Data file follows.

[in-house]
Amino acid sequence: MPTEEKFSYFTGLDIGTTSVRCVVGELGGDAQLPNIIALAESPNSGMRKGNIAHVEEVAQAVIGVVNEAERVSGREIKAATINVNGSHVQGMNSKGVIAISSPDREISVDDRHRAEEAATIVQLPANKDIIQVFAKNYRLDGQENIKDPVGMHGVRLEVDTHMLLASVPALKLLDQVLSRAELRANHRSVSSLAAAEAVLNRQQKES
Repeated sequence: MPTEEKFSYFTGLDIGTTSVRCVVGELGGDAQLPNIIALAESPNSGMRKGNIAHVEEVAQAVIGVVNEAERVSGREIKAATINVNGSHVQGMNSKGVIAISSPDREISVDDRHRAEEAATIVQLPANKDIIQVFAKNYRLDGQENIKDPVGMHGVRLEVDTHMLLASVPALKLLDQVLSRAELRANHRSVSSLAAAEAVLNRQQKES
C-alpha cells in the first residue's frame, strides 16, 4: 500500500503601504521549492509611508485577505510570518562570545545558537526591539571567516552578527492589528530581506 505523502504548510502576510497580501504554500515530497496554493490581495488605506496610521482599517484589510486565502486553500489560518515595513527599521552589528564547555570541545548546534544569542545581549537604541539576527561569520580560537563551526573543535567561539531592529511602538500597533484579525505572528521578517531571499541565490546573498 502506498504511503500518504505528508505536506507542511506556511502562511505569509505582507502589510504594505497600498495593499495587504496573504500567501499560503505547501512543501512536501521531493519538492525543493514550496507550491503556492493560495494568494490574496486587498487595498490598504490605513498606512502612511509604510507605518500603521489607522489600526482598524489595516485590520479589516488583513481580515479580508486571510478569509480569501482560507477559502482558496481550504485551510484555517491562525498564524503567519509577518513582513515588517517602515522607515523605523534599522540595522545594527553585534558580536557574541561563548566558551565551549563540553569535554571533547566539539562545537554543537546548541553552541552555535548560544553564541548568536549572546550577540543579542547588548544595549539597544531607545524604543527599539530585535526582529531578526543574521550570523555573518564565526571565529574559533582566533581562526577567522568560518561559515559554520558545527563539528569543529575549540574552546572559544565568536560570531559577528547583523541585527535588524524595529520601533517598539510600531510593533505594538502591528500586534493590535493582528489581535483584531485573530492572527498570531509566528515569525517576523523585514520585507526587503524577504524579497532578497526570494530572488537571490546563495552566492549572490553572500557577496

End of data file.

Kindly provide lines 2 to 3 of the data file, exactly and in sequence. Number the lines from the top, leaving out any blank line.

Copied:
Amino acid sequence: MPTEEKFSYFTGLDIGTTSVRCVVGELGGDAQLPNIIALAESPNSGMRKGNIAHVEEVAQAVIGVVNEAERVSGREIKAATINVNGSHVQGMNSKGVIAISSPDREISVDDRHRAEEAATIVQLPANKDIIQVFAKNYRLDGQENIKDPVGMHGVRLEVDTHMLLASVPALKLLDQVLSRAELRANHRSVSSLAAAEAVLNRQQKES
Repeated sequence: MPTEEKFSYFTGLDIGTTSVRCVVGELGGDAQLPNIIALAESPNSGMRKGNIAHVEEVAQAVIGVVNEAERVSGREIKAATINVNGSHVQGMNSKGVIAISSPDREISVDDRHRAEEAATIVQLPANKDIIQVFAKNYRLDGQENIKDPVGMHGVRLEVDTHMLLASVPALKLLDQVLSRAELRANHRSVSSLAAAEAVLNRQQKES